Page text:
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2 Diabetes

Type 2 Diabetes – Complications of Prediabetes and Full-Blown ...

How To Reverse Type 2 Diabetes And Insulin Resistance In 5 Simple Steps

How to Reverse Type 2 Diabetes and Insulin Resistance in 5 Simple Steps

In my last article about diabetes, I explained which tests you need to determine whether you’ve got diabetes or pre-diabetes.

Now I’m going to share with you my top advice for preventing — and reversing — these conditions.

Eating Well

The foods you eat can have huge effects on your health. Eating the right foods will balance your blood sugar, reduce inflammation and oxidative stress, and improve liver detoxification — all of which help prevent and reverse insulin resistance and diabetes.

In general, you should follow a whole-foods diet that contains plenty of anti-inflammatory, antioxidant, and detoxifying foods.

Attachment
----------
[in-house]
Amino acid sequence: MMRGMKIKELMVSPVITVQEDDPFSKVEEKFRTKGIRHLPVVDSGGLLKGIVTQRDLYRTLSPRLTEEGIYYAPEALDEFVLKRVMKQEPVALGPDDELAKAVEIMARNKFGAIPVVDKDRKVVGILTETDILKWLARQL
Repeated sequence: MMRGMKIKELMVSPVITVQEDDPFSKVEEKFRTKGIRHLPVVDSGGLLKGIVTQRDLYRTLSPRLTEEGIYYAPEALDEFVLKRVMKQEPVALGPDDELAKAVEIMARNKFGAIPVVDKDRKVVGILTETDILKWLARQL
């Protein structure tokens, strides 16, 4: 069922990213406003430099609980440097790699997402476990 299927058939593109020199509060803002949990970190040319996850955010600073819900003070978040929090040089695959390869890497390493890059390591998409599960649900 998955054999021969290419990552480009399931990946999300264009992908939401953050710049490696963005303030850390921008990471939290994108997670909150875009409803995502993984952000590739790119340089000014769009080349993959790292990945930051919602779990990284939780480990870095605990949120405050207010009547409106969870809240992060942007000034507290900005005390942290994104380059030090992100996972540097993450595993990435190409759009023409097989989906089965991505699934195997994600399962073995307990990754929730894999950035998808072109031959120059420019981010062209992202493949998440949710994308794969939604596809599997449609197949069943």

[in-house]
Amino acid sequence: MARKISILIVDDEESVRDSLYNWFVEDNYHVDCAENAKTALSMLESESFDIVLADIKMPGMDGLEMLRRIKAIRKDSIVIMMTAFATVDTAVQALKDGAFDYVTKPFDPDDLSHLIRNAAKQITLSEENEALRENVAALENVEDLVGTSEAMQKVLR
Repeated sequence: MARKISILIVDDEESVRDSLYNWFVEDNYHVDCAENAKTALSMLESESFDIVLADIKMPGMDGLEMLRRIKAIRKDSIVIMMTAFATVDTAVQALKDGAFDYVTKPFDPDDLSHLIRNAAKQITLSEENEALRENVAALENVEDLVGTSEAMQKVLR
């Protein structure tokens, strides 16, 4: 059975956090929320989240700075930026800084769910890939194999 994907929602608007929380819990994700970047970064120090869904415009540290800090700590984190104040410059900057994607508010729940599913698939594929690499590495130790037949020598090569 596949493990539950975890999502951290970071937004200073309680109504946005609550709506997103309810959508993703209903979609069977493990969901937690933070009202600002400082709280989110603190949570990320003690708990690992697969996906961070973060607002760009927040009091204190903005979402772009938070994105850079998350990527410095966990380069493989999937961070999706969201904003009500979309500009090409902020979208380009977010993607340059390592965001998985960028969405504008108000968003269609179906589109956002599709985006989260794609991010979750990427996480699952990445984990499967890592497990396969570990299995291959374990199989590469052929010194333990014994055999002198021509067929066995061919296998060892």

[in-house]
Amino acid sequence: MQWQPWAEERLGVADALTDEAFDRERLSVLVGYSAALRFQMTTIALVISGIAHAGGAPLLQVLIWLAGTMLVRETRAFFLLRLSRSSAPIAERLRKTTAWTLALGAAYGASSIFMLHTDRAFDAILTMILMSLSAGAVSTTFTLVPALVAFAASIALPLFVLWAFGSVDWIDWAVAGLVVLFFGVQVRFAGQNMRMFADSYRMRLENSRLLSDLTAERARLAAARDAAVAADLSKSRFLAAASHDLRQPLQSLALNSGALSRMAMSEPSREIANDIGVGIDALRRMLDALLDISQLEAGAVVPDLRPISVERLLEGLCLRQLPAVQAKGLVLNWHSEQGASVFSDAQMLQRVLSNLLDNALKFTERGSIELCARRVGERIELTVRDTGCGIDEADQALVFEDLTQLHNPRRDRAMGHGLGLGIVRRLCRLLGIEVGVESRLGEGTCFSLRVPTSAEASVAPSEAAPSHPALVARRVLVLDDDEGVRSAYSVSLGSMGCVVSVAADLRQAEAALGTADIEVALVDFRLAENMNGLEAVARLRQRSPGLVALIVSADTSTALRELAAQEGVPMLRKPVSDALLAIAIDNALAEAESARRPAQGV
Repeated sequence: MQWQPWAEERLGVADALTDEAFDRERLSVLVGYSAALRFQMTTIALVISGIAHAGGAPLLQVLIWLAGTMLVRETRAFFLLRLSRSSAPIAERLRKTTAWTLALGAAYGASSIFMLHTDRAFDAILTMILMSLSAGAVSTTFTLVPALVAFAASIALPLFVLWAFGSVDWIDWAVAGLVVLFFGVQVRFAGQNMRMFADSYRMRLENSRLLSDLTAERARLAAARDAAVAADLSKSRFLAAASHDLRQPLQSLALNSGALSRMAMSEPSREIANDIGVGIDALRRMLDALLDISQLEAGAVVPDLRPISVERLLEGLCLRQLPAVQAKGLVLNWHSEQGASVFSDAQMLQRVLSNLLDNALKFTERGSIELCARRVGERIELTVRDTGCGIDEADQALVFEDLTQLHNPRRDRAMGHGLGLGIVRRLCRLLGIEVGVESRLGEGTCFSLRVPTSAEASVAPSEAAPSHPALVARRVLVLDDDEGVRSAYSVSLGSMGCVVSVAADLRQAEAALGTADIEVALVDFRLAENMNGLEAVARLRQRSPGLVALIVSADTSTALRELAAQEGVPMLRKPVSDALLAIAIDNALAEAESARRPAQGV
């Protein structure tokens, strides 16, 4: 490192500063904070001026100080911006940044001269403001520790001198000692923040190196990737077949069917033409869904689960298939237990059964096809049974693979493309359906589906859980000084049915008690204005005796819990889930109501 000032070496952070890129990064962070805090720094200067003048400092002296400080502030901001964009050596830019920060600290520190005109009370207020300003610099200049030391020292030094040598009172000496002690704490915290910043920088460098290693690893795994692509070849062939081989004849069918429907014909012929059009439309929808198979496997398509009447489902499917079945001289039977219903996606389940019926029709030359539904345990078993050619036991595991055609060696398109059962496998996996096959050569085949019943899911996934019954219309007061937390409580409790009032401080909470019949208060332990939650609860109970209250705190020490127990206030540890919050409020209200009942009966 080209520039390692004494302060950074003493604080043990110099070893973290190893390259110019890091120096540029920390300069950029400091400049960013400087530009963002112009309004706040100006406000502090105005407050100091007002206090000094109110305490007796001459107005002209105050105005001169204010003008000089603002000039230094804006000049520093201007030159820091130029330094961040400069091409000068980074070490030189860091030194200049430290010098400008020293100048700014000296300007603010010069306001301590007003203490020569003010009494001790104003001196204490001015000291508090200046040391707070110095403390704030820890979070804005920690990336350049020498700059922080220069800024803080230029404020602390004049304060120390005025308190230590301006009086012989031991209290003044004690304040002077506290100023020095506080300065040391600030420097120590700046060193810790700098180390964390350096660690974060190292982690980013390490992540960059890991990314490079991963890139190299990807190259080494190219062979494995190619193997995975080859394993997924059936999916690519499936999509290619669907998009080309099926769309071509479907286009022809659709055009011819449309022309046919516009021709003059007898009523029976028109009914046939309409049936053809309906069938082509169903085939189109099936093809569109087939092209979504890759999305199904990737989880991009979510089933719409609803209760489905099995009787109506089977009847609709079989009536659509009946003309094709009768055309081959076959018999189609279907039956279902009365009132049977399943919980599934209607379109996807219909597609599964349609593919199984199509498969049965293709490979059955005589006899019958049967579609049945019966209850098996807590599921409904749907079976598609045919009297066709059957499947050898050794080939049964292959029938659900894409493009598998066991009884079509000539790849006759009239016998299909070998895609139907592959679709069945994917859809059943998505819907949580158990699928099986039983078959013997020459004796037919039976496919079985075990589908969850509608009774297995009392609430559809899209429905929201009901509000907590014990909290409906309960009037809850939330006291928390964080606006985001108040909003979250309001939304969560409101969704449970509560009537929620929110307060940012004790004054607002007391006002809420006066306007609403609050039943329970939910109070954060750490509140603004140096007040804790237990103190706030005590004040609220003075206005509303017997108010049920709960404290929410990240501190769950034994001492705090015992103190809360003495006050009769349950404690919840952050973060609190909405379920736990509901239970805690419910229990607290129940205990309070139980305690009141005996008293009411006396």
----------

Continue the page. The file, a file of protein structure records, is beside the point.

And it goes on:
Here are more details.

When to Eat:

•Eat protein for breakfast every day
•Eat something every 4 hours to balance blood sugar
•Eat small protein snacks in the morning and afternoon
•Finish eating at least 2 to 3 hours before bed

How to Eat:

•Control the glycemic load of your meals by combining protein, fats, and whole-food carbohydrates at every meal or snack

What to Eat:

•Organic produce and animal products

•High-quality protein, such as fish and shellfish

•Cold-water fish such as salmon, halibut, and sable, which contain omega-3 oils that reduce inflammation

•Up to eight omega-3 eggs a week

•Low-glycemic legumes such as lentils, chickpeas, and soybeans

•Fresh fruits (berries, cherries, peaches, plums, rhubarb, pears, and apples are optimal) and vegetables (including low-glycemic vegetables like asparagus, broccoli, kale, spinach, cabbage, and Brussels sprouts)